Almost every educator has experienced the following scenario—you arrive in your classroom after summer break with better focus, a positive attitude, and are ready to take on the school year head on. As the year progresses, though, and the number of papers you grade become overwhelming, the amount of in-service and skills development days envelop your schedule, and the feeling that your original plan seems to be going array builds, you begin to develop fatigue, apathy, and a general lack of enthusiasm. This is not to say that this is a reflection on you as an educator, but rather a response to the lack of time that you may find for yourself to self-reflect and wine down.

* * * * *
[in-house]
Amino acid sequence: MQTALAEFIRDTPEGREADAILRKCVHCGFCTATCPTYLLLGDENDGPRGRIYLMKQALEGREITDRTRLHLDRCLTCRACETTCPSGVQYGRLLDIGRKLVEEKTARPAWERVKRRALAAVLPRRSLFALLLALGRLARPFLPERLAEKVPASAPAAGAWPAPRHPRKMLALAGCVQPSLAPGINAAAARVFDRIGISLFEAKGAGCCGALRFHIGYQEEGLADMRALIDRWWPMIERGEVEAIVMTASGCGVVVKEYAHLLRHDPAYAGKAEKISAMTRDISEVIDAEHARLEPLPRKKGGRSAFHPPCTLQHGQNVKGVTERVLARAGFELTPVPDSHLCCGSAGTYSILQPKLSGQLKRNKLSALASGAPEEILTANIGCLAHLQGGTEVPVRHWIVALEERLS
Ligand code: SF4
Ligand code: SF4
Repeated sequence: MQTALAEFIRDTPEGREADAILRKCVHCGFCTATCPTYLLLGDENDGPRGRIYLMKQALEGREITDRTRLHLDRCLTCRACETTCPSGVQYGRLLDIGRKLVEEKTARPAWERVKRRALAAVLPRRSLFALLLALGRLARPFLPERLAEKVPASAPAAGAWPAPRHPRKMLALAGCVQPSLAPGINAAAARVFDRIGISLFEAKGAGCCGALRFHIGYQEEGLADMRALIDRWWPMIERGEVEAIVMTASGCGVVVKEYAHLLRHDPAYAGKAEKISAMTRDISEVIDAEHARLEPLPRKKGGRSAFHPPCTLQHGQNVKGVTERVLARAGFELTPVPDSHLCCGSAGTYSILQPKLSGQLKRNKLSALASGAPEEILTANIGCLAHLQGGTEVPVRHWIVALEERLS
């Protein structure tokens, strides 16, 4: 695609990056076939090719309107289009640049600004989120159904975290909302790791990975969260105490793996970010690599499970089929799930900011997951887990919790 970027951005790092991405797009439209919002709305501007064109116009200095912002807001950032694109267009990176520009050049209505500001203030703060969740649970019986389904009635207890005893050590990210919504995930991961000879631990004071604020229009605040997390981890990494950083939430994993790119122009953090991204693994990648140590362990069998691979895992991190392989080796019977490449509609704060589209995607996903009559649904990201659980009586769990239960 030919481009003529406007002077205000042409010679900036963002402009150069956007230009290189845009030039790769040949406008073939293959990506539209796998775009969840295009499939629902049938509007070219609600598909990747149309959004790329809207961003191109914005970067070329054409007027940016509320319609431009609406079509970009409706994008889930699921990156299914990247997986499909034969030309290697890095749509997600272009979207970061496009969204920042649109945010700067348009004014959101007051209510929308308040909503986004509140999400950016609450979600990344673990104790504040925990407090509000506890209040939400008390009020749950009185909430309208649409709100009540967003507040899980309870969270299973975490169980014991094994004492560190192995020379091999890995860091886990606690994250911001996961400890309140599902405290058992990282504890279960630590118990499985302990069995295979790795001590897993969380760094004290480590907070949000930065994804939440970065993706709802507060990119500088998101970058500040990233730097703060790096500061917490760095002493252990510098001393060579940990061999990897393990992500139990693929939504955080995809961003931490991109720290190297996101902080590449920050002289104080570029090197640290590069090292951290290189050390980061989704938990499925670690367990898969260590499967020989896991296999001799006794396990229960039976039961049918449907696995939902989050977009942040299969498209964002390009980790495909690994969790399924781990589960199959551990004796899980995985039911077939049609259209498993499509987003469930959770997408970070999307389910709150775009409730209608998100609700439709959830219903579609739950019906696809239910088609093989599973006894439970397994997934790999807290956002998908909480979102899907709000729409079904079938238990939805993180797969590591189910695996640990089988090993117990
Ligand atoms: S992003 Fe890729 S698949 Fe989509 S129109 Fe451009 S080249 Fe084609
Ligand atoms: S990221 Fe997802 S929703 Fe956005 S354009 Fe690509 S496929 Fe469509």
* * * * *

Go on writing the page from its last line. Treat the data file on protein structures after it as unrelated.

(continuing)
Just how important is time to yourself you ask? According to a study done on 131 teachers titled "How long do you benefit from vacation? A closer look at the fade-out of vacation effects" conducted at the University of Konstanz in Konstanz, Germany, they concluded that reducing job-demands and ensuring leisure time relaxation prevented and reduced chronic strain reactions to job stress.